August 9, 1996
People say that, in Tennessee, you practically have to hit the instructor before you can fail a driving test. Well, as we all know, there are exceptions to everything, and I’m usually it. To this day I’m still legally a pedestrian. Maybe I just have bad luck with instructors. To illustrate my point, here’s one attempt at getting my license: I arrived early with my mother’s Camaro, a nice, small car that I’d been practicing with. I went through the written test, the eye test, and anything else they could think to throw at me, and then failed the driving test before we even got out of the parking lot. Why? The car’s horn didn’t work. Seatbelts, brakes, windshield–all those life-saving devices were in perfect condition, but driving a car without a horn is just too hazardous. They were going to fail me, but I pleaded that I’d be able to get another car, and they grudgingly agreed. Three hours went by. I watched people dent the cars next to them, drive in the wrong lane, ignore stop signs, and get their licenses. Finally my father showed up with his Cadillac, a car I’d never driven. Now, with my limited driving experience, this was kind of like learning with a sailboat and being given a battleship. Now, everyone who’d ever taken a driving test at this place had been finished in ten minutes. Because it was late in the day, because the instructor didn’t want any more work than she absolutely had to have, I got taken on the first ever forty-five minute driving test. Most of it went well, but at one point the instructor suddenly decided she wanted me to turn in another direction even though I was in the wrong lane heading quickly toward a red light with another car just close enough behind me in the other lane that I couldn’t easily change lanes. Well, I sped up, cut off the other car, went slightly off on to the shoulder, and, fortunately, remembered to stop at the red light. Naturally I failed–for brushing the shoulder with the right front tire. Now you know why Sri Lanka is my home-away-from-home: cars there are about as common as blizzards. Enjoy this week’s offering–it’s about people who make even me look intelligent.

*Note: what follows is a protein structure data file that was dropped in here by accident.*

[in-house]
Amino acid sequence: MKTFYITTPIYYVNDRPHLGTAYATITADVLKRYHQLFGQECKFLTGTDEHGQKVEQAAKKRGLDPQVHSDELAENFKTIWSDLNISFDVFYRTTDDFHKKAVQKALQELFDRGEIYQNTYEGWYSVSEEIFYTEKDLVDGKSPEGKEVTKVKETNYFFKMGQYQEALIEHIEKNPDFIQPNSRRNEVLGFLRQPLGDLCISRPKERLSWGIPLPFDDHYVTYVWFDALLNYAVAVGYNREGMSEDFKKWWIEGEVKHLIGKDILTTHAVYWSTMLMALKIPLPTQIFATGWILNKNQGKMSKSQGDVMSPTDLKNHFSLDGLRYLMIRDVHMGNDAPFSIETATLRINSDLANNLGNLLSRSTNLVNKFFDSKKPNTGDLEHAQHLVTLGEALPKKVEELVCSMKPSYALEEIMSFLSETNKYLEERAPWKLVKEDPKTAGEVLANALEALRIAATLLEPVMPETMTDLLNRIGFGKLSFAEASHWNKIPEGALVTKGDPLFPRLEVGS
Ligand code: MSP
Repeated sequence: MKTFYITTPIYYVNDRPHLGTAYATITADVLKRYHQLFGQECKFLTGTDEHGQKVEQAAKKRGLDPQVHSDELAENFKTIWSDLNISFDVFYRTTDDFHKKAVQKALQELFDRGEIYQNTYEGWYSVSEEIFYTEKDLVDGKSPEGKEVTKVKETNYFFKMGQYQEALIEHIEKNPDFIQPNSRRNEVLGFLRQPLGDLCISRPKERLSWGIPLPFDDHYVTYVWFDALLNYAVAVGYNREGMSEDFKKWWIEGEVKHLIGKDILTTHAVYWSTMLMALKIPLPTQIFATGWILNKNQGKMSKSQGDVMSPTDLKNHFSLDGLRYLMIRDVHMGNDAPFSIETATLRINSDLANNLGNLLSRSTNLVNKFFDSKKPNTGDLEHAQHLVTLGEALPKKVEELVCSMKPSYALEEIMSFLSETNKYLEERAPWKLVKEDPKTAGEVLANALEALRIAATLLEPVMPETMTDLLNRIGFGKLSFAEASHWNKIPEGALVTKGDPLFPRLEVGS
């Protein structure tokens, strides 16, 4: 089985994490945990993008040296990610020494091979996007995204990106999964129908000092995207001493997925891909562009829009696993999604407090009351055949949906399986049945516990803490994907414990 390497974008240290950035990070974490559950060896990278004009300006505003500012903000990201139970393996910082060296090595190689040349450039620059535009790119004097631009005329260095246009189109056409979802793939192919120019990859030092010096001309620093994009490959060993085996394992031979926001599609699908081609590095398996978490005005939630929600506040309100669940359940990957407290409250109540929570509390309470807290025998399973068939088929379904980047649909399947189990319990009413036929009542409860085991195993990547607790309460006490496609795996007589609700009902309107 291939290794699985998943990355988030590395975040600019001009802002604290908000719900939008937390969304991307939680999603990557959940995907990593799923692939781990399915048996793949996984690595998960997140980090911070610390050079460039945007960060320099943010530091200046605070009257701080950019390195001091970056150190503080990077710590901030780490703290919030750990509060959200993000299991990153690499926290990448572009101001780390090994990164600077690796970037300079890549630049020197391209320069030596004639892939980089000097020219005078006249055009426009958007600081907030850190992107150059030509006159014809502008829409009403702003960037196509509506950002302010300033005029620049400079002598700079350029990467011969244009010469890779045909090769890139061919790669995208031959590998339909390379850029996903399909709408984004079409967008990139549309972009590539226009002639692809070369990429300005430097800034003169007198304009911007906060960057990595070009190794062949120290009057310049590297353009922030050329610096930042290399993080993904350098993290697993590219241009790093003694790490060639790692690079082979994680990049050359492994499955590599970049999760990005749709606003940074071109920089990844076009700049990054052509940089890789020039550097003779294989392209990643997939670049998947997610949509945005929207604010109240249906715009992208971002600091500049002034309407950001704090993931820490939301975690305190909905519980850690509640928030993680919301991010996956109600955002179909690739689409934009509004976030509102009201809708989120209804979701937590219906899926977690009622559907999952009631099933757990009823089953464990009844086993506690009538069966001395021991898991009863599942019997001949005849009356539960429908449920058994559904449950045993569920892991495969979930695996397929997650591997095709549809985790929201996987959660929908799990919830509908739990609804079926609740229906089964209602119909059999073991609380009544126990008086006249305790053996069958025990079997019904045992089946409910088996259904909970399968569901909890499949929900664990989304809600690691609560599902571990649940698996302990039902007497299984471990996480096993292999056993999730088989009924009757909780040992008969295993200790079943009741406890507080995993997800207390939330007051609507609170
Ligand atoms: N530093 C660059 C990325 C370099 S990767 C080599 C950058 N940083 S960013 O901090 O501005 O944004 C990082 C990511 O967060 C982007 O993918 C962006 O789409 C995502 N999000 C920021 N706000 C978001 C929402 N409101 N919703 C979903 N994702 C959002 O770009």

How Not to Rob a Bank
The following is an excerpt from Tim Clark’s "How Not to Rob a Bank" Here are some easy lessons gleaned from the experiences of a number of would-be robbers.
PICK THE RIGHT BANK
You don’t want to make the same mistake as the fellow in Anaheim, CA, who tried to hold up a bank that was no longer in business and had no money.
STUDY YOUR HISTORY
Don’t try to stick up the First National Bank of Northfield, Minnesota. Jesse James tried it 111 years ago, and the townsfolk took just seven minutes to kill two and capture three of his gang. Nobody tried again until 1984, and the customers chased the guy down. They’re tight with their dollar, those Minnesotans.
SPEAK TO THE RIGHT TELLER
One robber in Upland, CA, presented his note to the teller, and her father, who was in the next line, got all bent out of shape about it. He wrestled the guy to the ground and sat on him until authorities arrived.
DON’T SIGN YOUR DEMAND NOTE
Demand notes have been written on the back of a subpoena issued in the name of a bank robber in Pittsburgh… on an envelope bearing the name and address of another in Detroit….and in East Hartford, Connecticut, on the back of a withdrawal slip giving the robber’s signature and account number.
A teenage girl in Los Angeles tried to distract attention from her face by wearing a see-through blouse with no bra while holding up banks.
GO EASY ON THE DISGUISE
One robber, dressed up as a woman with very heavy make-up, ran face first into a glass door. He was the first criminal ever to be positively identified by lip-print.
TAKE RIGHT TURNS ONLY
Avoid the sad fate of the thieves in Florida who took a wrong turn into the Homestead Air Force Base, drove up to a military police guardhouse and, thinking it was a toll-booth, offered the security men money.
BE AWARE OF THE TIME
Or the chagrin of the bank robber in Cheshire, Massachusetts, who hit the bank at 4:30 PM, then tried to escape through downtown North Adams, where he was trapped in rush hour traffic until police arrived.
CONSIDER ANOTHER LINE OF WORK
Bank robbery is not for everyone. One nervous Newport, RI robber, while trying to stuff his ill-gotten gains into his shirt pocket, shot himself in the head and died instantly.
Then there was the case of the hopeful criminal in Swansea, Massachusetts, who, when the teller told him she had no money, fainted. He was still unconscious when the police arrived. His getaway car, parked nearby, had the keys locked inside it.